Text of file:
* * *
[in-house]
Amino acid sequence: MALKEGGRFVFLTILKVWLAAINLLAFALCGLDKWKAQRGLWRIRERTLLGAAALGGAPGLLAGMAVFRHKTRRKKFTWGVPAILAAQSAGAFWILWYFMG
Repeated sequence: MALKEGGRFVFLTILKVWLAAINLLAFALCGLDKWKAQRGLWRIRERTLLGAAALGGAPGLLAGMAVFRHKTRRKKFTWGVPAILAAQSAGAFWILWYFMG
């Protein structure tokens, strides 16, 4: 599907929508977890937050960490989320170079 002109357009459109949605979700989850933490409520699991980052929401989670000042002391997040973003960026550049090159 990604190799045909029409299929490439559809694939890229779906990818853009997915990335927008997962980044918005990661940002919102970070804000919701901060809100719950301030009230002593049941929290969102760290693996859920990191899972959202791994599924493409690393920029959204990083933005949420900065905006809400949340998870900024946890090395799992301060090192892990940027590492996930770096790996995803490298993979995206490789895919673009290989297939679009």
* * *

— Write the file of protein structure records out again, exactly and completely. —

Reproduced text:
[in-house]
Amino acid sequence: MALKEGGRFVFLTILKVWLAAINLLAFALCGLDKWKAQRGLWRIRERTLLGAAALGGAPGLLAGMAVFRHKTRRKKFTWGVPAILAAQSAGAFWILWYFMG
Repeated sequence: MALKEGGRFVFLTILKVWLAAINLLAFALCGLDKWKAQRGLWRIRERTLLGAAALGGAPGLLAGMAVFRHKTRRKKFTWGVPAILAAQSAGAFWILWYFMG
């Protein structure tokens, strides 16, 4: 599907929508977890937050960490989320170079 002109357009459109949605979700989850933490409520699991980052929401989670000042002391997040973003960026550049090159 990604190799045909029409299929490439559809694939890229779906990818853009997915990335927008997962980044918005990661940002919102970070804000919701901060809100719950301030009230002593049941929290969102760290693996859920990191899972959202791994599924493409690393920029959204990083933005949420900065905006809400949340998870900024946890090395799992301060090192892990940027590492996930770096790996995803490298993979995206490789895919673009290989297939679009």